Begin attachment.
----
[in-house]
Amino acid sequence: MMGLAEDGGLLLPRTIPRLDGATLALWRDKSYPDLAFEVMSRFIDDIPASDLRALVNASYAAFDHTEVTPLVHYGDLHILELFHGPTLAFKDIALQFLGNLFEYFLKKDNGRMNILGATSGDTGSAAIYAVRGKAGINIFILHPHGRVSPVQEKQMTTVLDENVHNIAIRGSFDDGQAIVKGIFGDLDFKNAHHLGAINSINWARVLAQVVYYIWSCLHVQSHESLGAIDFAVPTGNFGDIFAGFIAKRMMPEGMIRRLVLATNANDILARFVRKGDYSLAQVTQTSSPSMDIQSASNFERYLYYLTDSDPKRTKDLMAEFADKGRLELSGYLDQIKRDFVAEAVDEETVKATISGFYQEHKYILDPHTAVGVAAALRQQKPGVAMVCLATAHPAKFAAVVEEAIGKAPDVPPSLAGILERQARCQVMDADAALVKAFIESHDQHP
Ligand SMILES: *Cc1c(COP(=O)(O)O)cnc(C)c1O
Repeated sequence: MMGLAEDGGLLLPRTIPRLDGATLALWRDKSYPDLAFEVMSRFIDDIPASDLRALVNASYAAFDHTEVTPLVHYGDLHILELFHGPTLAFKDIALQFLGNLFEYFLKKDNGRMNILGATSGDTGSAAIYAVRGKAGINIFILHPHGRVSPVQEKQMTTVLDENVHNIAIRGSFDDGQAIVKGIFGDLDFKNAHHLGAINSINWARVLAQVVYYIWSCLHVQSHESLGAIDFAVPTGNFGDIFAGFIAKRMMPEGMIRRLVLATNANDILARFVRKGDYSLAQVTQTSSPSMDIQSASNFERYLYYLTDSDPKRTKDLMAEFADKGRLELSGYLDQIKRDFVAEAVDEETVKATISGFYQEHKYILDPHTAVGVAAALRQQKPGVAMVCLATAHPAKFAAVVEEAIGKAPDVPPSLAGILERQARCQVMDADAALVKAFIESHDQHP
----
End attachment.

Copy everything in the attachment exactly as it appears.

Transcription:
[in-house]
Amino acid sequence: MMGLAEDGGLLLPRTIPRLDGATLALWRDKSYPDLAFEVMSRFIDDIPASDLRALVNASYAAFDHTEVTPLVHYGDLHILELFHGPTLAFKDIALQFLGNLFEYFLKKDNGRMNILGATSGDTGSAAIYAVRGKAGINIFILHPHGRVSPVQEKQMTTVLDENVHNIAIRGSFDDGQAIVKGIFGDLDFKNAHHLGAINSINWARVLAQVVYYIWSCLHVQSHESLGAIDFAVPTGNFGDIFAGFIAKRMMPEGMIRRLVLATNANDILARFVRKGDYSLAQVTQTSSPSMDIQSASNFERYLYYLTDSDPKRTKDLMAEFADKGRLELSGYLDQIKRDFVAEAVDEETVKATISGFYQEHKYILDPHTAVGVAAALRQQKPGVAMVCLATAHPAKFAAVVEEAIGKAPDVPPSLAGILERQARCQVMDADAALVKAFIESHDQHP
Ligand SMILES: *Cc1c(COP(=O)(O)O)cnc(C)c1O
Repeated sequence: MMGLAEDGGLLLPRTIPRLDGATLALWRDKSYPDLAFEVMSRFIDDIPASDLRALVNASYAAFDHTEVTPLVHYGDLHILELFHGPTLAFKDIALQFLGNLFEYFLKKDNGRMNILGATSGDTGSAAIYAVRGKAGINIFILHPHGRVSPVQEKQMTTVLDENVHNIAIRGSFDDGQAIVKGIFGDLDFKNAHHLGAINSINWARVLAQVVYYIWSCLHVQSHESLGAIDFAVPTGNFGDIFAGFIAKRMMPEGMIRRLVLATNANDILARFVRKGDYSLAQVTQTSSPSMDIQSASNFERYLYYLTDSDPKRTKDLMAEFADKGRLELSGYLDQIKRDFVAEAVDEETVKATISGFYQEHKYILDPHTAVGVAAALRQQKPGVAMVCLATAHPAKFAAVVEEAIGKAPDVPPSLAGILERQARCQVMDADAALVKAFIESHDQHP